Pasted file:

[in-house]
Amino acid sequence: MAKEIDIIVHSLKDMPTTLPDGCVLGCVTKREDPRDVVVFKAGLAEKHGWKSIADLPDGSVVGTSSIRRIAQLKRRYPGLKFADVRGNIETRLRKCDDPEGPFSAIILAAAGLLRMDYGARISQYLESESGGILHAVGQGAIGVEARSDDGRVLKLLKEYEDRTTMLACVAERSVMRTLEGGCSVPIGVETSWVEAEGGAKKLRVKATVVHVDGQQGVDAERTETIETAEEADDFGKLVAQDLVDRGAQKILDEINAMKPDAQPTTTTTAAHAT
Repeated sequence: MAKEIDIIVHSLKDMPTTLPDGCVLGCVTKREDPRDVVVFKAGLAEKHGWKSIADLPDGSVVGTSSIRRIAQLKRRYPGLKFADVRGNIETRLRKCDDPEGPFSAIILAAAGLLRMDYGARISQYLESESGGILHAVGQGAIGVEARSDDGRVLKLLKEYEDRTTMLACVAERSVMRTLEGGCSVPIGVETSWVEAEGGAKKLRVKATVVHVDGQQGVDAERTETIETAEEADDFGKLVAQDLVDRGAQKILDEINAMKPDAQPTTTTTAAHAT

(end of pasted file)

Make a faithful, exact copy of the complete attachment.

[in-house]
Amino acid sequence: MAKEIDIIVHSLKDMPTTLPDGCVLGCVTKREDPRDVVVFKAGLAEKHGWKSIADLPDGSVVGTSSIRRIAQLKRRYPGLKFADVRGNIETRLRKCDDPEGPFSAIILAAAGLLRMDYGARISQYLESESGGILHAVGQGAIGVEARSDDGRVLKLLKEYEDRTTMLACVAERSVMRTLEGGCSVPIGVETSWVEAEGGAKKLRVKATVVHVDGQQGVDAERTETIETAEEADDFGKLVAQDLVDRGAQKILDEINAMKPDAQPTTTTTAAHAT
Repeated sequence: MAKEIDIIVHSLKDMPTTLPDGCVLGCVTKREDPRDVVVFKAGLAEKHGWKSIADLPDGSVVGTSSIRRIAQLKRRYPGLKFADVRGNIETRLRKCDDPEGPFSAIILAAAGLLRMDYGARISQYLESESGGILHAVGQGAIGVEARSDDGRVLKLLKEYEDRTTMLACVAERSVMRTLEGGCSVPIGVETSWVEAEGGAKKLRVKATVVHVDGQQGVDAERTETIETAEEADDFGKLVAQDLVDRGAQKILDEINAMKPDAQPTTTTTAAHAT